I confess, I love the movie version of Practical Magic. If I'd read the book prior to seeing the movie, though, I think I would have been very disappointed with the screenplay adapters.
Much like as with Under the Tuscan Sun, the movie and the book versions of Practical Magic seem to have very little in common, except for the characters' names. But as I read, I kept thinking about the movie, and every time a scene from the book that also made it into the movie came up, I imagined a roomful of screenwriters sitting around and saying, "Yeah, but in the movie Sally doesn't have to do that," and, "The girls don't need to be that old in the movie." In fact, the movie writers seem to have merely borrowed generously from the book, which has a lot more substance to it than the movie was ever planned to.
It's rather difficult to review the book, tied in my head as it was to the movie. I can say that I found myself thinking, when I was nearly through the story, that the writing style--which included a lot of future talk ("they would never [do that] again" and "future generations would...")--normally would have gotten old for me very quickly, but in this book it worked. Still, I feel like I need to read this again in a few weeks or months, when I'll quit looking for much of what happened in the movie to happen in the book, and be able to fall into it a little deeper. (For example, and only because I think you should be forewarned before you read this if you've already seen the movie but haven't read the book: there's no ghostly possession in the book, no Owens curse, no Sally opening her own store, and nor is there a midnight margarita party scene.)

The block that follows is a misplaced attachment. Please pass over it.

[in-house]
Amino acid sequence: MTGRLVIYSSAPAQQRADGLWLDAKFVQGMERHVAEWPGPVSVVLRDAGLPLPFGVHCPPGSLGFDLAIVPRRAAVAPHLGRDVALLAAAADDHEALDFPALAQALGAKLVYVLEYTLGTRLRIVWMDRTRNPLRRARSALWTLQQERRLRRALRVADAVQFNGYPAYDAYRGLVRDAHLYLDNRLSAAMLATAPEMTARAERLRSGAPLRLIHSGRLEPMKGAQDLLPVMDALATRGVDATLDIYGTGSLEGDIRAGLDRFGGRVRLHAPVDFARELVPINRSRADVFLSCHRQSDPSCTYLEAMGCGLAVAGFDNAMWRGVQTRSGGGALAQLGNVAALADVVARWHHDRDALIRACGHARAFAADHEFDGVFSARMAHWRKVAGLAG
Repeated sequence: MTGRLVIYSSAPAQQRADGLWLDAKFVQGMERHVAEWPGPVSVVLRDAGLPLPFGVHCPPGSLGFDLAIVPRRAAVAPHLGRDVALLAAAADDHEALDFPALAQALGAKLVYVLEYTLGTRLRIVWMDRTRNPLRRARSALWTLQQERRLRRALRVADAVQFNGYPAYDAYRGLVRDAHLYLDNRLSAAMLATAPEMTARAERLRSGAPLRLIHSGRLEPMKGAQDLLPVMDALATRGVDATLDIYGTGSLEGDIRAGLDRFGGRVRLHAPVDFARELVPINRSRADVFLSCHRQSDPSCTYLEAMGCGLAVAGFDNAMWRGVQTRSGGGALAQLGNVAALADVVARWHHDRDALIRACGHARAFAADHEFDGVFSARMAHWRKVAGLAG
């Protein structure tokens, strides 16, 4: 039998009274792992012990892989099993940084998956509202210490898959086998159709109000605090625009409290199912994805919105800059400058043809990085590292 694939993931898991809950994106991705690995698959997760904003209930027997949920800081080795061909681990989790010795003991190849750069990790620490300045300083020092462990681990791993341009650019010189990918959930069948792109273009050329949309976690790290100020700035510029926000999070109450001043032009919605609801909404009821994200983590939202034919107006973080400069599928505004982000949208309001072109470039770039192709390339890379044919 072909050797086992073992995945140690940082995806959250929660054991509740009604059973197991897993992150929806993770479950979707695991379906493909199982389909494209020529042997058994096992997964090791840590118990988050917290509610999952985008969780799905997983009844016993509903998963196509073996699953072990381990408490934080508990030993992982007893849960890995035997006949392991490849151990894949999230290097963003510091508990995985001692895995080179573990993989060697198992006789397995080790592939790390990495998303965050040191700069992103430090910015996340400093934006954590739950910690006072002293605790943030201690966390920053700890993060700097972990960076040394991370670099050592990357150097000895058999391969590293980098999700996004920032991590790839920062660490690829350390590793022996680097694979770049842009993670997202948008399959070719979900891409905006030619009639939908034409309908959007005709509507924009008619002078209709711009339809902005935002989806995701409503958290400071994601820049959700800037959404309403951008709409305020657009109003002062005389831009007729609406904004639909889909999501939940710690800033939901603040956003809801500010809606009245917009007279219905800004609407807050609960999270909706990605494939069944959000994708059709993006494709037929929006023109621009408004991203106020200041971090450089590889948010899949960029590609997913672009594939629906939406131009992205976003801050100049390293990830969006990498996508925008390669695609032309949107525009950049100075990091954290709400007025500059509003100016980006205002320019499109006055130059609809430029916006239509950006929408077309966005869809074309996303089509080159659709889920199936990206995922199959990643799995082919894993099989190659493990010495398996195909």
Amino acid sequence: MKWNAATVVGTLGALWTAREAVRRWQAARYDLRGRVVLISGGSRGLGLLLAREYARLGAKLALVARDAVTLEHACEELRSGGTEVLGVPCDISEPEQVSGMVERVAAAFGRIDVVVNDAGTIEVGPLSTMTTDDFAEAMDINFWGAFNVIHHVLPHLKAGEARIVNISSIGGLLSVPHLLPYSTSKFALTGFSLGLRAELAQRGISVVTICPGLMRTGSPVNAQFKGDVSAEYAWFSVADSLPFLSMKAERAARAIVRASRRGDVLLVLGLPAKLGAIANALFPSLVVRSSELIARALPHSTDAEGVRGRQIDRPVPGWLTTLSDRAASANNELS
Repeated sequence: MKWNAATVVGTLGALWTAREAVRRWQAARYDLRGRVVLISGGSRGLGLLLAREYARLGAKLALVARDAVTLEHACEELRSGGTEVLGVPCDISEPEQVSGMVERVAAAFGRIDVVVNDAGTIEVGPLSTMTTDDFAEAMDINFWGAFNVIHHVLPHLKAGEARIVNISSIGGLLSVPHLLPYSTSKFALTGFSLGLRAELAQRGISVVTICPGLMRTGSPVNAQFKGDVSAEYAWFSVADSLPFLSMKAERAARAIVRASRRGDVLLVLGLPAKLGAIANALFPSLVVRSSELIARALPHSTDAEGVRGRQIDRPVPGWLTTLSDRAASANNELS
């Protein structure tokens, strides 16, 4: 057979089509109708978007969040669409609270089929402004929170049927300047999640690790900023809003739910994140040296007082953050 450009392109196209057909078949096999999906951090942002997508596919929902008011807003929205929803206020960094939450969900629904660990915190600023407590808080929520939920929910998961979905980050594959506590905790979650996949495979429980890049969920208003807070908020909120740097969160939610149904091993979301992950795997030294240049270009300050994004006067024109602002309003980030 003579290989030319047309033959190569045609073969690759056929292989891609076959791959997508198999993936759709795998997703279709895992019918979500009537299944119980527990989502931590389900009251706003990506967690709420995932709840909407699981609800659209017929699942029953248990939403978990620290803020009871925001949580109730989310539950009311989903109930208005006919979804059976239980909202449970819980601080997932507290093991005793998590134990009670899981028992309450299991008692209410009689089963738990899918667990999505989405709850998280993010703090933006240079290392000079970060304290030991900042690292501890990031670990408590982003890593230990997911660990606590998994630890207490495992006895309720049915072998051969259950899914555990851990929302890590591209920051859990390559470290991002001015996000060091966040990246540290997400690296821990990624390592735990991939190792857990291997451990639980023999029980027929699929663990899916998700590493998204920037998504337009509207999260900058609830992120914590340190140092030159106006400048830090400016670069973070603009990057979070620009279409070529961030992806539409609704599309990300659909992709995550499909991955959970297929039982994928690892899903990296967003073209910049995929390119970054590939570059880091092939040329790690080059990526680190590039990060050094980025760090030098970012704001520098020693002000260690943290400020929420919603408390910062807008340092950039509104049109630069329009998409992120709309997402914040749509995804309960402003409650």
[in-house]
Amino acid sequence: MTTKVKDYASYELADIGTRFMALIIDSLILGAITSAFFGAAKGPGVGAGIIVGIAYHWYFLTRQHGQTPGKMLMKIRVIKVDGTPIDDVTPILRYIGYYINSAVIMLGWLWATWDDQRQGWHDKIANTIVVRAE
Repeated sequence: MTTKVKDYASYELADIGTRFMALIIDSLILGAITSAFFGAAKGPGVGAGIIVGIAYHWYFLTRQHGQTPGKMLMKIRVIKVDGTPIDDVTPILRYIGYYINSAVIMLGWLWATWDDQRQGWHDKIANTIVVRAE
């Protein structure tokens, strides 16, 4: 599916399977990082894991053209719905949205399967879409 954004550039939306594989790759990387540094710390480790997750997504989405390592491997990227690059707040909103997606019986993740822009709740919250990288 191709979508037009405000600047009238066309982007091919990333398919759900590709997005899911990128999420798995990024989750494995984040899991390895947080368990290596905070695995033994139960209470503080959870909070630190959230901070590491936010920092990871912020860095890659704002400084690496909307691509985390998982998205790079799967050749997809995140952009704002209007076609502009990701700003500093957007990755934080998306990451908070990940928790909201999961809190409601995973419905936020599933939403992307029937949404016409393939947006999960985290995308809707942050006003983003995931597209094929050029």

I'll probably re-report on this book when I've re-read it. Until then, highly recommended for people who like fairy tales and love.
Many thanks to my sister, who sent me this book for Christmas.